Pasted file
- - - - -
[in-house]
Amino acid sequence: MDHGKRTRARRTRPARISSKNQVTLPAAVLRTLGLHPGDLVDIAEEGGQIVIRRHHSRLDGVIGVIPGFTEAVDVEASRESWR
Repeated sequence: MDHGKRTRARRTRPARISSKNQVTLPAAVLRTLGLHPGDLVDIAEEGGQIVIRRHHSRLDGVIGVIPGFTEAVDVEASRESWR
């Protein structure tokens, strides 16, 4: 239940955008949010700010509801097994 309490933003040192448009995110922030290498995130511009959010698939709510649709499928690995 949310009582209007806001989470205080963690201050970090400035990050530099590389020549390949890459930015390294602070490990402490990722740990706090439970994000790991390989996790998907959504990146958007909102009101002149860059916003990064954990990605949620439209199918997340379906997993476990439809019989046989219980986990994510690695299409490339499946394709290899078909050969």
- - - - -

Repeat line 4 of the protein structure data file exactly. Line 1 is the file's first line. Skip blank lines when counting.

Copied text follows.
């Protein structure tokens, strides 16, 4: 239940955008949010700010509801097994 309490933003040192448009995110922030290498995130511009959010698939709510649709499928690995 949310009582209007806001989470205080963690201050970090400035990050530099590389020549390949890459930015390294602070490990402490990722740990706090439970994000790991390989996790998907959504990146958007909102009101002149860059916003990064954990990605949620439209199918997340379906997993476990439809019989046989219980986990994510690695299409490339499946394709290899078909050969």